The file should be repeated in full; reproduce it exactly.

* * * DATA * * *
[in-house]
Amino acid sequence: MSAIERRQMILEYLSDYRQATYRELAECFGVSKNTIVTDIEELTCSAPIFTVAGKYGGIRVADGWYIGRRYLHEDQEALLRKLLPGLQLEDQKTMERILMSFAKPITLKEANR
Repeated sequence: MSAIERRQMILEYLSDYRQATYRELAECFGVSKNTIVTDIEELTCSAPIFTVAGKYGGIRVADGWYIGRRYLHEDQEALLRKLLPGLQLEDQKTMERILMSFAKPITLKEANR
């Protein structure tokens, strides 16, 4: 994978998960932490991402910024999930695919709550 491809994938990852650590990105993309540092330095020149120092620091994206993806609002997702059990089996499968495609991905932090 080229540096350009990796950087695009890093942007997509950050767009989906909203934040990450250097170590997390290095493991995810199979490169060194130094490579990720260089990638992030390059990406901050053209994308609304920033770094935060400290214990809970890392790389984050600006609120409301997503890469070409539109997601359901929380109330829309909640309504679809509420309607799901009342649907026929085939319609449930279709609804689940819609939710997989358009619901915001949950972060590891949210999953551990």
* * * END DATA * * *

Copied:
[in-house]
Amino acid sequence: MSAIERRQMILEYLSDYRQATYRELAECFGVSKNTIVTDIEELTCSAPIFTVAGKYGGIRVADGWYIGRRYLHEDQEALLRKLLPGLQLEDQKTMERILMSFAKPITLKEANR
Repeated sequence: MSAIERRQMILEYLSDYRQATYRELAECFGVSKNTIVTDIEELTCSAPIFTVAGKYGGIRVADGWYIGRRYLHEDQEALLRKLLPGLQLEDQKTMERILMSFAKPITLKEANR
């Protein structure tokens, strides 16, 4: 994978998960932490991402910024999930695919709550 491809994938990852650590990105993309540092330095020149120092620091994206993806609002997702059990089996499968495609991905932090 080229540096350009990796950087695009890093942007997509950050767009989906909203934040990450250097170590997390290095493991995810199979490169060194130094490579990720260089990638992030390059990406901050053209994308609304920033770094935060400290214990809970890392790389984050600006609120409301997503890469070409539109997601359901929380109330829309909640309504679809509420309607799901009342649907026929085939319609449930279709609804689940819609939710997989358009619901915001949950972060590891949210999953551990």